Showing posts with label interviews. Show all posts
Showing posts with label interviews. Show all posts

Saturday, June 22, 2013


I had quite a busy week last week with several meetings for a couple of projects I am doing. It became a hectic week after a major media company featured a paper I wrote last year on its 9PM new program anchored by an award-winning, popular media personality. I was quite surprised as the reporter went over key points of my paper but I am glad that he seemed to have read the paper and understood the main points. The following day, our office fielded a few calls from a major daily and two other major TV stations.

The paper was one I wrote after delivering my Professorial Chair Lecture in last year's colloquium at our college at UP Diliman. It is something I regard as a tool to initiate discussions about the state of our transportation system. And so requests for a copy of the paper were entertained by our librarians/information managers whom I provided a digital copy of the paper that they could give to those asking for a copy of the material. Meanwhile, there were also requests for interviews including one interview for TV the day following the news report on the news channel. I am no stranger to such interviews and rather than have the reporter insistently follow-up on when he can interview me, I agreed to give the interview the same day. To be fair, I granted 2 more radio interviews yesterday (Friday) morning and another this (Saturday) morning. 

Yesterday's interview was quite special as it was on prime time AM radio with the former Vice President of the Philippines who is among the top media personalities in the country. I learned the previous day that the person mentioned my paper on his program and so was making a follow-up feature of the topic on his Friday program. That went very well as the right questions were asked and I was able to explain clearly about the loss of productivity we are experiencing in Metro Manila that colleagues first estimated in 2000. I was quite happy to say something about sustainable transport and the promote walking and cycling. More importantly, I knew that the interview would be heard by a lot of people including government officials and decision-makers, and somehow be able to send the message about sustainable transport and the need for transport infrastructure in metropolitan areas.

This morning's gig was quite different as I was a "guest" in a radio program co-hosted by a newly re-elected Senator. I guess it was something that one could consider a virtual guesting since I was on the phone while they were in the studio of a major AM radio station. It was also a long discussion that I engaged in as I was on air for about 40 minutes and was part of a nice exchange with the hosts. It was also another productive interview as again good questions were also asked about transport problems and what was required to address them. I must admit though that I was caught a bit off-guard when they asked about "grading" the 17 cities of Metro Manila and I had to draw on some stock knowledge and experience about the cities. It was a difficult question and an awkward one given that I would always like to think that all these cities probably are giving it their best with the resources that they have in solving their problems. This last interview left me hopeful as I thought the Senator was honestly concerned about the state of traffic and transport in our cities (not just Metro Manila) and would likely include something on transport and traffic on his legislative agenda once the 16th Congress opens in July.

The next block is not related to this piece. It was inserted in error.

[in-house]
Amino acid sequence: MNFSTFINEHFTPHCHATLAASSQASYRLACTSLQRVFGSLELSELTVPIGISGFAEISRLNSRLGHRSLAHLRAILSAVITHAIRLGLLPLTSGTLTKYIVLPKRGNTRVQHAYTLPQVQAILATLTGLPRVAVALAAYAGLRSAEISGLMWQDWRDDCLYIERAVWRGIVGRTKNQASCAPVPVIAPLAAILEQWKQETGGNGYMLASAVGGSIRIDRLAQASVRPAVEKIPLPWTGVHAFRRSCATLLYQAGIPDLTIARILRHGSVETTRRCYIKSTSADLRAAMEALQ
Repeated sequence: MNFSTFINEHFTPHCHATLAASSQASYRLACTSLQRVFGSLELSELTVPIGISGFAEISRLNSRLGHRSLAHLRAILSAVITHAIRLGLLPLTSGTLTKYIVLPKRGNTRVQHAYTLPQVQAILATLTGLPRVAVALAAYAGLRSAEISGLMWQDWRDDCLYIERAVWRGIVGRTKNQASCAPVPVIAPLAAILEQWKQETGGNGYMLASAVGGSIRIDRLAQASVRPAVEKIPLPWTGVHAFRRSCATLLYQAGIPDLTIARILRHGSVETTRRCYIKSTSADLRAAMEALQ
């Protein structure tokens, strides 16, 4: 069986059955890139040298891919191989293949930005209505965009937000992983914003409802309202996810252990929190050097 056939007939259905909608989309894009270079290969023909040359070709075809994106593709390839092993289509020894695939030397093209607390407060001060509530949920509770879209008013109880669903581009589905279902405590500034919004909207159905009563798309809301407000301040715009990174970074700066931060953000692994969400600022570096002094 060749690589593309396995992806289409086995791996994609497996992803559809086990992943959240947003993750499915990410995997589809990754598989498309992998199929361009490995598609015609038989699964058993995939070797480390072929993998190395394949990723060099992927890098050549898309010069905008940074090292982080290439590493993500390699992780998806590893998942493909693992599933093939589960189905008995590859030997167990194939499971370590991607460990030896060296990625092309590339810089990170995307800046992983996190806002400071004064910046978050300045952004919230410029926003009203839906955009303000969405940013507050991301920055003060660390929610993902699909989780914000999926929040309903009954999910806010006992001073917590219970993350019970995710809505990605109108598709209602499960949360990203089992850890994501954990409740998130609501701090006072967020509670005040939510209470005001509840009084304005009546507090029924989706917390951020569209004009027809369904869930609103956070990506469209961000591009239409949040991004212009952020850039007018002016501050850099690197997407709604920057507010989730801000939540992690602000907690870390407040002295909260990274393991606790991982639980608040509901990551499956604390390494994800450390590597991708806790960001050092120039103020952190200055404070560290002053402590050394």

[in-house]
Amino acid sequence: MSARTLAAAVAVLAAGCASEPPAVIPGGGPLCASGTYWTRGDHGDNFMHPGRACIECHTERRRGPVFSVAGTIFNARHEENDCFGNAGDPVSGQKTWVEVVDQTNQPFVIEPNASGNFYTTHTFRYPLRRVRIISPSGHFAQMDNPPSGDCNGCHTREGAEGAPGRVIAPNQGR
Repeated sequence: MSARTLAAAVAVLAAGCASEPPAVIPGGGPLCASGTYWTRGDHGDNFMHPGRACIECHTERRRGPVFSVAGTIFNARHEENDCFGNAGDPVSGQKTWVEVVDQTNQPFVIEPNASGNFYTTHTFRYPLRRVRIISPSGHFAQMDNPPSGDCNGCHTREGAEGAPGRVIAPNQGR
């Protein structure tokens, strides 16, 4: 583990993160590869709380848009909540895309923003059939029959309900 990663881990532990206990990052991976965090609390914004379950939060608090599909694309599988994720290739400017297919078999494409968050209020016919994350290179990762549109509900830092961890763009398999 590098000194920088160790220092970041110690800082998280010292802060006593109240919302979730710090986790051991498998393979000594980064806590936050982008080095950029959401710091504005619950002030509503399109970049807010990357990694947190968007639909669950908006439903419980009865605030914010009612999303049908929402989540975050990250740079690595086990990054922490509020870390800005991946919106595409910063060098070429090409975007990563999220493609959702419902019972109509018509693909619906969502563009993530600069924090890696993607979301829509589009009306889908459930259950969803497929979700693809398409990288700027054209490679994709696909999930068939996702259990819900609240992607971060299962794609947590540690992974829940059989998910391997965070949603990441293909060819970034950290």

Wednesday, April 13, 2011

Bawal ang pasaway

It took me some time since the last when I wrote about my experiences of being interviewed for media. I believe I've had many enjoyable interviews including guesting on recorded or live shows. The former included the now defunct "Hot Seat" hosted by Jessica Soho on what was QTV Channel 11. Jessica was the best interview I had and she was really very good in making people comfortable and asking the right questions. Parang nagkukuwentuhan lang kayo but she was able to draw out the answers to even tough or sensitive questions like the ones she asked the other guests. I think I was a guest of the show to talk about road traffic safety and probably was asked questions pertaining to how dangerous our roads were. Well they are still quite dangerous now and despite the combined efforts of many people, agencies and entities, there's still so much to do to improve the situation.